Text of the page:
FIG. 10a shows a respective arrangement of the cam ring 90 and the ratchet ring 96 at a time when the torque limiting coupling 50 was just released so that the rolls 104 have already rolled past the cams 168. Herein, the rolls 104 rest on the trailing sides 172 of the cams 168, while the front surface 144 as well as the protrusions 109 move at a distance from the subjacent steps 184 above the cam ring 90.
After a further movement (see FIG. 10b) into the direction of an arrow 194, the rolls 104 roll on the trailing sides 172, while the ratchet ring 96 approaches the cam ring 90. The protrusions 109 also make this movement, until they finally slide with their front faces onto the steps 184, as shown in FIG. 10c. At this time, the rolls 104 are relieved, this relieve action occurring quasi-continuously, due to the relatively small slope of the trailing sides 172. In FIG. 10c, two further reference lines 195 a and 195 b limit a partial section 197 of the cam guide way 108 which at no time is touched by the rolls 104. The ratchet ring 96 then only rests with its front face 144 or its protrusions 109 against the steps 184 of the cam ring 90.
It can be seen in FIG. 10d, that the rolls 104 have already cleared from the cam guide way 108 so that the ratchet ring 96 only rests with its protrusions 109 against the steps 184 of the cam ring 90. When continuing the movement into the direction of the arrow 194, the protrusions 109 slide beyond the transition between the steps 184 and the shoulders 196 forming the lowered sections 192, whereby the ratchet ring 96 is lowered at a small amount with respect to the cam ring 90 so that now, the ratchet ring 96 rests on the cam ring 90 with its front surface 144 against the steps 184 (FIG. 10e).
This state is maintained also during further forward movement (FIG. 10f), until the rolls 104 finally run against the leading sides 170 of the respective subsequent cams 168 and are ready for tightening another screw (FIG. 10g). Namely, at this moment, the torque limiting coupling 50 is engaged again, since now a torque transmission between the cam ring 90 and the ratchet ring 96 can be effected via the rolls 104 along the leading sides 170. While the rolls 104 rest against the leading sides 170 of cams 168 for transmitting a torque between the cam ring 90 and the ratchet ring 96 when tightening a screw, the ratchet ring 96 rests via its front face 144 in axial direction against steps 184. Thereby, a double loading of the rolls 104 by the pressure force exerted by the pressure spring 94 and by the torque exerted by drive 32 is avoided.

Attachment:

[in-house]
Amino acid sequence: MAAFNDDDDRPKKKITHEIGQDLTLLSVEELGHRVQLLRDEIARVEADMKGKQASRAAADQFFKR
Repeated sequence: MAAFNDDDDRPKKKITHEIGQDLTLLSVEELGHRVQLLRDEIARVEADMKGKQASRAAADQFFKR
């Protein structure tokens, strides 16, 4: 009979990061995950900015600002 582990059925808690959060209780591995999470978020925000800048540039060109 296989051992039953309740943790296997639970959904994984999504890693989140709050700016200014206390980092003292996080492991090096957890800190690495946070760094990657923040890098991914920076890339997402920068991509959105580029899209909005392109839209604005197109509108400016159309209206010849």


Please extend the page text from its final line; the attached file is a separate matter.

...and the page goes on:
When the torque limiting coupling 50 disengages, the ratchet ring 96 is displaced in axial direction so far that the switch 124 is actuated and thus, drive 32 of the screwdriver 10 is shut off. Thus, at the time at which the rolls 104 run again against the leading sides 170, the drive 32 is already without power, so that there remains no significant torque between the cam ring 90 and the ratchet ring 96, until the drive 32 is again switched on by the operator.
If the operator now does not desire to tighten another screw, but causes a change of the direction of rotation of the screwdriver 10, then a reversed relative movement between the cam ring 90 and the ratchet ring 96, shown in FIG. 10h by an arrow 198, is effected. Thereafter, the ratchet ring 96 moves back again, while still resting with its front surface 144 on the steps 184. However, before the rolls 104 again run against the trailing sides 172, the protrusions 109 engage with the shoulders 196, whereby the locking between the cam ring 90 and the ratchet ring 96 is effected, as already described above.
Due to this locking state, now torque can be transmitted between the drive 32 and the spindle 40. This torque may be considerably higher than the torque that can be transmitted between the rolls 104 and the leading sides 170 of the cams 168. In this way, the release characteristic is designed asymmetrically.
The locking between the protrusions 109 and the shoulders 196 leads to a considerable reduction in friction wear between the parts of the torque limiting coupling 50, since the higher torques necessary for unscrewing screws must not be borne by the rolls 104. Since the protrusions 109 rest against the shoulders 196 in a two-dimensional way, also at higher torques, there are no peak point loads that could cause a deformation or any considerable wear of the parts co-acting with each other.
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|U.S. Classification||81/57.13, 81/57.29|
|International Classification||B25B23/147, B25B21/00, B25B23/14|
|Cooperative Classification||B25B23/147, B25B21/00, B25B23/141|
|European Classification||B25B23/14C, B25B23/147, B25B21/00|
|Sep 23, 2002||AS||Assignment|
|Sep 14, 2007||FPAY||Fee payment|
Year of fee payment: 4
|Sep 7, 2011||FPAY||Fee payment|
Year of fee payment: 8